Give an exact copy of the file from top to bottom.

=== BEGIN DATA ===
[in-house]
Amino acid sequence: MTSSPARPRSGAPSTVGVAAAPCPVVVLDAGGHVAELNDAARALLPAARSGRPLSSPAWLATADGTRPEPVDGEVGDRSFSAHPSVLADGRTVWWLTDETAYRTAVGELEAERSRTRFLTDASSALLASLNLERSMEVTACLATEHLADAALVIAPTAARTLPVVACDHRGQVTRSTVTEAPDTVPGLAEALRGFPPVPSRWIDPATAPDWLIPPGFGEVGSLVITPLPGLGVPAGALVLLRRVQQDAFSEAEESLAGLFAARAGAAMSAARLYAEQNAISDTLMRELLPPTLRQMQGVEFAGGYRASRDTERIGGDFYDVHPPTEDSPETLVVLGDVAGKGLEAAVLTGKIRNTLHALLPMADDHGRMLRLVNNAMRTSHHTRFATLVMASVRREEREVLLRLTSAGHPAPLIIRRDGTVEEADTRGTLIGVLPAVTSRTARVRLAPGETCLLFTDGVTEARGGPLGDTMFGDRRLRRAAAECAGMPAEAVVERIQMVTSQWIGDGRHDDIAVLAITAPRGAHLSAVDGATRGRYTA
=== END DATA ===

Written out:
[in-house]
Amino acid sequence: MTSSPARPRSGAPSTVGVAAAPCPVVVLDAGGHVAELNDAARALLPAARSGRPLSSPAWLATADGTRPEPVDGEVGDRSFSAHPSVLADGRTVWWLTDETAYRTAVGELEAERSRTRFLTDASSALLASLNLERSMEVTACLATEHLADAALVIAPTAARTLPVVACDHRGQVTRSTVTEAPDTVPGLAEALRGFPPVPSRWIDPATAPDWLIPPGFGEVGSLVITPLPGLGVPAGALVLLRRVQQDAFSEAEESLAGLFAARAGAAMSAARLYAEQNAISDTLMRELLPPTLRQMQGVEFAGGYRASRDTERIGGDFYDVHPPTEDSPETLVVLGDVAGKGLEAAVLTGKIRNTLHALLPMADDHGRMLRLVNNAMRTSHHTRFATLVMASVRREEREVLLRLTSAGHPAPLIIRRDGTVEEADTRGTLIGVLPAVTSRTARVRLAPGETCLLFTDGVTEARGGPLGDTMFGDRRLRRAAAECAGMPAEAVVERIQMVTSQWIGDGRHDDIAVLAITAPRGAHLSAVDGATRGRYTA